I also would tell our students (I was an assistant self defense instructor) to leave their weapon hand free at all times and if you feel something hinkey make sure you have your mace, taser, knife, whatever right where you can reach it without fumbling and to practice getting it out so it becomes automatic

  12. I live in FL where anyone can get a concealed carry permit very easily. As soon as they ask you for cash, shoot them. Then they dont need the cash and you have solved their problem. Nobody ever asks me for cash anymore.

  13. Hey great story. Pretty creepy at the end.

    Just thought I’d mention there are a couple typos in this part, if you care: “The girls does not automatically disrobe, Then again, they’ve never automatically disrobed, at least not for me.”\

    Keep on writing…I’ll buy your book once I get some money flowing again!

  14. That is SOOOOOO different from anything where I live (and waited tables for 4 years). After a night of slinging “Ultimate Fest’s” and Ceasar salads with “Franch” dressing and “none of them crunchy junks” a “Dead Lobster” server could be seen sauntering out the back door of the kitchen, intent on lighting up (their cigarette?) as quickly as possible, with no thought to their surroundings. The same servers would be seen later on at any number of places, still in FULL uniform (including apron, with LARGE (yeah right) rolls of cash in them, buying gas, cigaretts or whatever servers buy….! In all the time that our local “Dead Lobster” has been open, not one server/bus person/cash carrier has ever even had a scare! (knock on wood)…I guess that is one of the perks of living on the Eastern Shore???

  15. Another entertaining & educational post! I have one other small typo to point out. It looks like you left out the word “he” in the following sentence: “What’s worse is that probably set himself up for it.” Thanks for keeping these coming even though you’re busy with both work & publishing!

  16. Man, I’m glad I live where I do. Reading this article, and some of the replies (particularly Instinct’s, about having mace or a taser handy) makes me wonder how bad things have to be before people start feeling the need to be armed at all times. It must be a hellish way to live.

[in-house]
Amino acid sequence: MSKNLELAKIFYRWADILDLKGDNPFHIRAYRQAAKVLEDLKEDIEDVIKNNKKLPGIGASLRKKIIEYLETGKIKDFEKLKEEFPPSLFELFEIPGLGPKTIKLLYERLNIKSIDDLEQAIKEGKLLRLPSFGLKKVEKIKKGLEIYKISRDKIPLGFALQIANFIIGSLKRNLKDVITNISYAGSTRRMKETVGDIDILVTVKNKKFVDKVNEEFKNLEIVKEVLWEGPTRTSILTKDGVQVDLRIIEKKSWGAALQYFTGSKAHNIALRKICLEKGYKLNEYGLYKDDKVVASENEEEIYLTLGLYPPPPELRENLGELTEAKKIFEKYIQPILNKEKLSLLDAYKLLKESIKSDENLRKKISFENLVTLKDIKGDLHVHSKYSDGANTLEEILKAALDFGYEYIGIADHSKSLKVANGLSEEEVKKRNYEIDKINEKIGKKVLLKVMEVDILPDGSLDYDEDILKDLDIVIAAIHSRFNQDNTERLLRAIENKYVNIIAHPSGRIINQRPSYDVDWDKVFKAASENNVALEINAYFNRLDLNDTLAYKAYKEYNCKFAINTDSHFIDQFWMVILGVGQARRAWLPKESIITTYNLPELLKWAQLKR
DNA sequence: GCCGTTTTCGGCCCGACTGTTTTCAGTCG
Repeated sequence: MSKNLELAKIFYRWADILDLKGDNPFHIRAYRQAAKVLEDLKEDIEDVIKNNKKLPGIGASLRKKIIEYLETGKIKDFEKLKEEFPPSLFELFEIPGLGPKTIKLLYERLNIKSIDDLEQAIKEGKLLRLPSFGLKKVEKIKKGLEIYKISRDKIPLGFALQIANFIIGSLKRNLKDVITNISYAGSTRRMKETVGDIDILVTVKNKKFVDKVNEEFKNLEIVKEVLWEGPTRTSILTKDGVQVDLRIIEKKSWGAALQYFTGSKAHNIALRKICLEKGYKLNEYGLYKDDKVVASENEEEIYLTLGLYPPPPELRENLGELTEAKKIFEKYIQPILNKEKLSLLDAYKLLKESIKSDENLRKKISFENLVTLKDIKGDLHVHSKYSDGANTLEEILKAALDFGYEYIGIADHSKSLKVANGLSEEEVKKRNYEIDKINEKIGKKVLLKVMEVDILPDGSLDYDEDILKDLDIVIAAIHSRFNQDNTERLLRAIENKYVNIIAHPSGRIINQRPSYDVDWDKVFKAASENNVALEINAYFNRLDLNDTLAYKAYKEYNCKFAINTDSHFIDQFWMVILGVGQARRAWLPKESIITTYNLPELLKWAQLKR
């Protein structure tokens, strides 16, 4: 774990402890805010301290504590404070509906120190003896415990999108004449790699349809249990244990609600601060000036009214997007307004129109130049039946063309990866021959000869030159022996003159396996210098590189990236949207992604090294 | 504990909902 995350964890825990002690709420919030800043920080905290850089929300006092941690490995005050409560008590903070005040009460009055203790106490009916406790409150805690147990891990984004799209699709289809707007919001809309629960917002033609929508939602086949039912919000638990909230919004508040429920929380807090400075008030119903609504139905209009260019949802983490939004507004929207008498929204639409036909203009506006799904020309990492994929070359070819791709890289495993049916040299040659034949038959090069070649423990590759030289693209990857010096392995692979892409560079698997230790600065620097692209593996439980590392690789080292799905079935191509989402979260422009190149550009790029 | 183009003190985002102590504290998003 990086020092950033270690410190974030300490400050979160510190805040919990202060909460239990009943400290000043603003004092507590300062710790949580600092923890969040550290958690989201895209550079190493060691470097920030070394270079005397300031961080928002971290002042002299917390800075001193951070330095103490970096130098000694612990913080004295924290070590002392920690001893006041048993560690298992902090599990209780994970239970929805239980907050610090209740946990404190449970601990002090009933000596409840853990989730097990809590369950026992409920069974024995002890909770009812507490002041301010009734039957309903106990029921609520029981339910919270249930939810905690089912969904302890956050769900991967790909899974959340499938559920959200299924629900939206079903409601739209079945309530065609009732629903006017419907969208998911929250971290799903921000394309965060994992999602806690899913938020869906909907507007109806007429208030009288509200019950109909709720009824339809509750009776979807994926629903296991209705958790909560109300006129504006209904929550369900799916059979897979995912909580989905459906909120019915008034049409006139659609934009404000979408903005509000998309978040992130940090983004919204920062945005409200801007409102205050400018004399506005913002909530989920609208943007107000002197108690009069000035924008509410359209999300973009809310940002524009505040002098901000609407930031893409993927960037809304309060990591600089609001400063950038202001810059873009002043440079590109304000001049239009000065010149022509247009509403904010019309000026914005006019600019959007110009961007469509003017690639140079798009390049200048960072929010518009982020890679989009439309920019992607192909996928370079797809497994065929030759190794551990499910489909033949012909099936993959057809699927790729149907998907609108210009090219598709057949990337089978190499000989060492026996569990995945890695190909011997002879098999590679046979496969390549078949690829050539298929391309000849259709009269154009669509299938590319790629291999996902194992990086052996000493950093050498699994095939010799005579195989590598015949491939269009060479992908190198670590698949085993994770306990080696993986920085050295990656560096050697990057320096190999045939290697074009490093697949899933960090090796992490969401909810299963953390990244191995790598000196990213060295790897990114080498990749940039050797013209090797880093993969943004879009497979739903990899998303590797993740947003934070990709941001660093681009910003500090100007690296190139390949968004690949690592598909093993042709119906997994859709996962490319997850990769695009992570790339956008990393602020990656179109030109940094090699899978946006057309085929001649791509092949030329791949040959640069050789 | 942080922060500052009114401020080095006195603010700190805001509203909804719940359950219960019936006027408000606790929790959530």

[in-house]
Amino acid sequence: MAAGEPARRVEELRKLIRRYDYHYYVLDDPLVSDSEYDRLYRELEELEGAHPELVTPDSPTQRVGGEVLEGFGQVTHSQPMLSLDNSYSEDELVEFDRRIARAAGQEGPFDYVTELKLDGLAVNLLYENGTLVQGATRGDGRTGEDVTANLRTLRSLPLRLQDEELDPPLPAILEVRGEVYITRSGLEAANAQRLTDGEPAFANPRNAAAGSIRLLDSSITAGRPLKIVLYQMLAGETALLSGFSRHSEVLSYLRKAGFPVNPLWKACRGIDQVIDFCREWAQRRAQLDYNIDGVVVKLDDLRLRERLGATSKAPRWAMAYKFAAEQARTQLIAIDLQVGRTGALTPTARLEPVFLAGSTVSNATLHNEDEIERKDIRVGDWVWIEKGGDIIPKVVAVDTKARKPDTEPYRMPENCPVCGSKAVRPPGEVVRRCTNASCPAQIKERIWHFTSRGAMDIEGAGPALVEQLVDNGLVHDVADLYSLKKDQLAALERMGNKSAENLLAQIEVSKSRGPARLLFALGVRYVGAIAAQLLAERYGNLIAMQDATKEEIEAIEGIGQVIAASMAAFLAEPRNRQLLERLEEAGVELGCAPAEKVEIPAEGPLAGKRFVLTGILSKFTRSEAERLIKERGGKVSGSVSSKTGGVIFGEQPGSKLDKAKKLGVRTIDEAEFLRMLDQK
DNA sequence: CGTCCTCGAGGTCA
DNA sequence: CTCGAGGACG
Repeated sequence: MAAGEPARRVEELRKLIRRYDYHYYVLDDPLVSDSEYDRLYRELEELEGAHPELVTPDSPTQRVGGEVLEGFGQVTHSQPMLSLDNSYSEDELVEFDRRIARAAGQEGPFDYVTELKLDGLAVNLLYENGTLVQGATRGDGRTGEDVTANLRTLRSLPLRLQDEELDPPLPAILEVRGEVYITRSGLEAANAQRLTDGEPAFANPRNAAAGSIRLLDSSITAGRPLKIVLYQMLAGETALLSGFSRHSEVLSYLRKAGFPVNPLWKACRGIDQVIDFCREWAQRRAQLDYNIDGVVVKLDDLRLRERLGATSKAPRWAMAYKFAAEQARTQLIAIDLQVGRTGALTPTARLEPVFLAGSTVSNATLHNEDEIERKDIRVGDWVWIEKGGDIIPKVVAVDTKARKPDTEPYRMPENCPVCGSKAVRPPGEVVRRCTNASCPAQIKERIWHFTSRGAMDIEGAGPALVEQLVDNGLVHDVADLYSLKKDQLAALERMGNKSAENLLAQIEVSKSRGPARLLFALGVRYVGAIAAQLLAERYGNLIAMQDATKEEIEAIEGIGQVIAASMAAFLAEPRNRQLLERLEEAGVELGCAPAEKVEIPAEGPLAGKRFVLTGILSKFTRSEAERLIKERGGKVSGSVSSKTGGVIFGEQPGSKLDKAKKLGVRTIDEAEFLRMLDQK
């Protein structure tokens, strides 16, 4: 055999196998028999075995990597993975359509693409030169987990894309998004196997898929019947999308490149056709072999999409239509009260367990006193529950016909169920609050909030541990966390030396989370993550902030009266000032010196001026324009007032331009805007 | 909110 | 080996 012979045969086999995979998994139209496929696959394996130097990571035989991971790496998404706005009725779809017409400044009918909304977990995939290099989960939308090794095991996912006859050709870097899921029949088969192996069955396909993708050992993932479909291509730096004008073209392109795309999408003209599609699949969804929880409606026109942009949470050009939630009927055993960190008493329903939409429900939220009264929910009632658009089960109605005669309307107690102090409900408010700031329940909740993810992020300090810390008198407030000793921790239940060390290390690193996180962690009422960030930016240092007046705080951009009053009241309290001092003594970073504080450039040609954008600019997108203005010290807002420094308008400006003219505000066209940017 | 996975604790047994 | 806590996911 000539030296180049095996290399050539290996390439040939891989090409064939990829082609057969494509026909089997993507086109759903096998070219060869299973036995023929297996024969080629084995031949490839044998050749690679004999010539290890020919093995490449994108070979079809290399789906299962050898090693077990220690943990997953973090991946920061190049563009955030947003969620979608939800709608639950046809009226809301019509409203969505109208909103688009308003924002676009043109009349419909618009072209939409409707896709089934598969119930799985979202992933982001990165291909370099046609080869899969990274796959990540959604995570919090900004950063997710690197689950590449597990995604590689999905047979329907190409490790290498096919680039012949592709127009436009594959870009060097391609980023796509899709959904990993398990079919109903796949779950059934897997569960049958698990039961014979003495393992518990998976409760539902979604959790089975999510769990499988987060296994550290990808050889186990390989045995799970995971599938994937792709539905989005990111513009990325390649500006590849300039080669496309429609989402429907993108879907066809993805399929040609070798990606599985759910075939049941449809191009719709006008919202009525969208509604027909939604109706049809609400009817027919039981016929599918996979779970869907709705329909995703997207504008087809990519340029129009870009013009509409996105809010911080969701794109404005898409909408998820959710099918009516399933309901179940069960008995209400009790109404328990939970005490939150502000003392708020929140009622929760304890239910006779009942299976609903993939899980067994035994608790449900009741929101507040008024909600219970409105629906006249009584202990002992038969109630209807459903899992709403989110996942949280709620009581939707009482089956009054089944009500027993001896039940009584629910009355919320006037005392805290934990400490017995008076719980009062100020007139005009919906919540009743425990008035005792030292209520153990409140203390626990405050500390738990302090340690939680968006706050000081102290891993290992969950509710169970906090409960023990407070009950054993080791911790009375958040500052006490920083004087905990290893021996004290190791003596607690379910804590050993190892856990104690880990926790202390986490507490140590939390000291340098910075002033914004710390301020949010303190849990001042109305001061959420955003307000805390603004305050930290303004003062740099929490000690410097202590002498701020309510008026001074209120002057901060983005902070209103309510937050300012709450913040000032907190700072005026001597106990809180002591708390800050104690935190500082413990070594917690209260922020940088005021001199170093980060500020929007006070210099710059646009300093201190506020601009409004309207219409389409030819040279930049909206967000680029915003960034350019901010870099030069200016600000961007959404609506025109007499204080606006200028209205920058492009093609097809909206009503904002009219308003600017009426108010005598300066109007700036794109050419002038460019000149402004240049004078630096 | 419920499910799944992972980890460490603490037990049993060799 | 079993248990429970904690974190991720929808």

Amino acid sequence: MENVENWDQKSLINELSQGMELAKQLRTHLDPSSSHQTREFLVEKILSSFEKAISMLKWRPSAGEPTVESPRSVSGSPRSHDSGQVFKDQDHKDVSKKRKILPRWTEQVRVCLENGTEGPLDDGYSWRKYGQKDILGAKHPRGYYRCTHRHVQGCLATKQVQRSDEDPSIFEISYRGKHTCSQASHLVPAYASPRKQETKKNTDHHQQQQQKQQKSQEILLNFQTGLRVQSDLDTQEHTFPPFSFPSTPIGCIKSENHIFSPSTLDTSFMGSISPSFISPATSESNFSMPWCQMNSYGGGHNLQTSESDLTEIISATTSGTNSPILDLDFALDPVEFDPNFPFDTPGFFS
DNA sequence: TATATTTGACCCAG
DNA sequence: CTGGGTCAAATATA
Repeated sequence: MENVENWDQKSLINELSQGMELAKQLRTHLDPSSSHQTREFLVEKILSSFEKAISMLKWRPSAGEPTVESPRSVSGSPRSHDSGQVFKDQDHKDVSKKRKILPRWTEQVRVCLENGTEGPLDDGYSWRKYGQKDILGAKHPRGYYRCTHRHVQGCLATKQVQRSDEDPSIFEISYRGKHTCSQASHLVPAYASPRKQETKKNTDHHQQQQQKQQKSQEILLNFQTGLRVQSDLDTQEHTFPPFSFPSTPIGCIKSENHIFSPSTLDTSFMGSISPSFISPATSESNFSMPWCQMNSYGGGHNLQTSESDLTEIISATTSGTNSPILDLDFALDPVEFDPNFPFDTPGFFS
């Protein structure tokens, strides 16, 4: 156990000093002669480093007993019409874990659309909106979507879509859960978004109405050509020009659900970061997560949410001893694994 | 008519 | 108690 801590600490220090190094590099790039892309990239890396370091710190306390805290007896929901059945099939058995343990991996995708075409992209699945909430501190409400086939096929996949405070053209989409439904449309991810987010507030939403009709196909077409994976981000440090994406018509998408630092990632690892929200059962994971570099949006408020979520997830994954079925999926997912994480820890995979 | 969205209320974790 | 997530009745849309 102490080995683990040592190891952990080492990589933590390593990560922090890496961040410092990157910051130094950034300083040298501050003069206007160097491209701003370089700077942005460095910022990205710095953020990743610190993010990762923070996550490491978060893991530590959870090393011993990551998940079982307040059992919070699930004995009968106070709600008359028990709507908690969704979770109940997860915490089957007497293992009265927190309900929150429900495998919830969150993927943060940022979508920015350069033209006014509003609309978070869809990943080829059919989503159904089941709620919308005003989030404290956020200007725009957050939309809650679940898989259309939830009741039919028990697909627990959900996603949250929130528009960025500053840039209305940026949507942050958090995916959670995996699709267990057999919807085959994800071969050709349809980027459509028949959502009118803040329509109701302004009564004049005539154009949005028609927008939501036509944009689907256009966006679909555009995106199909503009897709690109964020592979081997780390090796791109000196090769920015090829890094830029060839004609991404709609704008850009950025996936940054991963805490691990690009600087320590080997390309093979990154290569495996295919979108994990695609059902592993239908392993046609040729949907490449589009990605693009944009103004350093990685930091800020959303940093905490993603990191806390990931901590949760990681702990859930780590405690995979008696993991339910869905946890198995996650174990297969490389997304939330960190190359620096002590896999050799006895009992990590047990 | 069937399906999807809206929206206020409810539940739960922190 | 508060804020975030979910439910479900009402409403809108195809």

17. aieee. Glad you made it home safe.

    My husband says I’m paranoid about stuff like that, and I probably am, but I’ve been held up at knife point in the middle of the afternoon and had my purse snatched not 10 yards from my front door (18 years apart), so I think I have a right to be.

  18. but when the Son of Man[d] comes in his glory, and all the angels with him, then he will sit upon his glorious throne. 32 All the nations[e] will be gathered in his presence, and he will separate the people as a shepherd separates the sheep from the goats. 33 He will place the sheep at his right hand and the goats at his left.

    34 “Then the King will say to those on his right, ‘Come, you who are blessed by my Father, inherit the Kingdom prepared for you from the creation of the world. 35 For I was hungry, and you fed me. I was thirsty, and you gave me a drink. I was a stranger, and you invited me into your home. 36 I was naked, and you gave me clothing. I was sick, and you cared for me. I was in prison, and you visited me.’

    37 “Then these righteous ones will reply, ‘Lord, when did we ever see you hungry and feed you? Or thirsty and give you something to drink? 38 Or a stranger and show you hospitality? Or naked and give you clothing? 39 When did we ever see you sick or in prison and visit you?’

    40 “And the King will say, ‘I tell you the truth, when you did it to one of the least of these my brothers and sisters,[f] you were doing it to me!’

    41 “Then the King will turn to those on the left and say, ‘Away with you, you cursed ones, into the eternal fire prepared for the devil and his demons.[g] 42 For I was hungry, and you didn’t feed me. I was thirsty, and you didn’t give me a drink. 43 I was a stranger, and you didn’t invite me into your home. I was naked, and you didn’t give me clothing. I was sick and in prison, and you didn’t visit me.’

    44 “Then they will reply, ‘Lord, when did we ever see you hungry or thirsty or a stranger or naked or sick or in prison, and not help you?’

    45 “And he will answer, ‘I tell you the truth, when you refused to help the least of these my brothers and sisters, you were refusing to help me.’

    46 “And they will go away into eternal punishment, but the righteous will go into eternal life.”

  19. Thanks for the anti-mugging tip Waiter and so glad to hear you made it home safe.

    Working in the pharmaceutical presentation field I can tell you exactly what those two girls are doing this weekend, especially if they had luggage. They’re holed up in a conference room 20 degrees too cold making sure Pfizer’s latest Detrol presentation has all the right references. If they are lucky enough to sleep, they are most certainly sleeping alone.

  20. Why aren’t you carrying man? Taser? Mace? Give me a break. I have a Sig .40 on me at all times. Lord man, it’s only common sense.

  21. i live in a midsized city in texas, and i used to carry a butterfly knife, open, at my side, when i went to my car after night classes at college…you can NEVER be too safe. SOOO glad your eyes in the back of your head were on full tilt boogie that night…eeeek!